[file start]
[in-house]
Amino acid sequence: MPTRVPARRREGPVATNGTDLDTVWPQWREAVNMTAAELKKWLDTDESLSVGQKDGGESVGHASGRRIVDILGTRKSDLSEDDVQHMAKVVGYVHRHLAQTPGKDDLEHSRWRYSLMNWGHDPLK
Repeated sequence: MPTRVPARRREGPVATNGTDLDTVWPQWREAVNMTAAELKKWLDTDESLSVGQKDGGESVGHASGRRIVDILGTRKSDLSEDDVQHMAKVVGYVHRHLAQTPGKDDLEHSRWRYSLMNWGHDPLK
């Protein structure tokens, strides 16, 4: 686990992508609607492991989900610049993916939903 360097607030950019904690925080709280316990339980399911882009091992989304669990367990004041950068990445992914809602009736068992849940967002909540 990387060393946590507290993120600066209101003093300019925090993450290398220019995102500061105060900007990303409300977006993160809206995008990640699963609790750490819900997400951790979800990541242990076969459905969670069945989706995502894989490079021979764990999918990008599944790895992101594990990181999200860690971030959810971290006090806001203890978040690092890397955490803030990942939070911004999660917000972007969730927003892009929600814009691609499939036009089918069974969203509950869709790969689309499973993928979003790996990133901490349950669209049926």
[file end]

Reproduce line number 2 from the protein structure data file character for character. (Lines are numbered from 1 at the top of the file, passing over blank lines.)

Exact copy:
Amino acid sequence: MPTRVPARRREGPVATNGTDLDTVWPQWREAVNMTAAELKKWLDTDESLSVGQKDGGESVGHASGRRIVDILGTRKSDLSEDDVQHMAKVVGYVHRHLAQTPGKDDLEHSRWRYSLMNWGHDPLK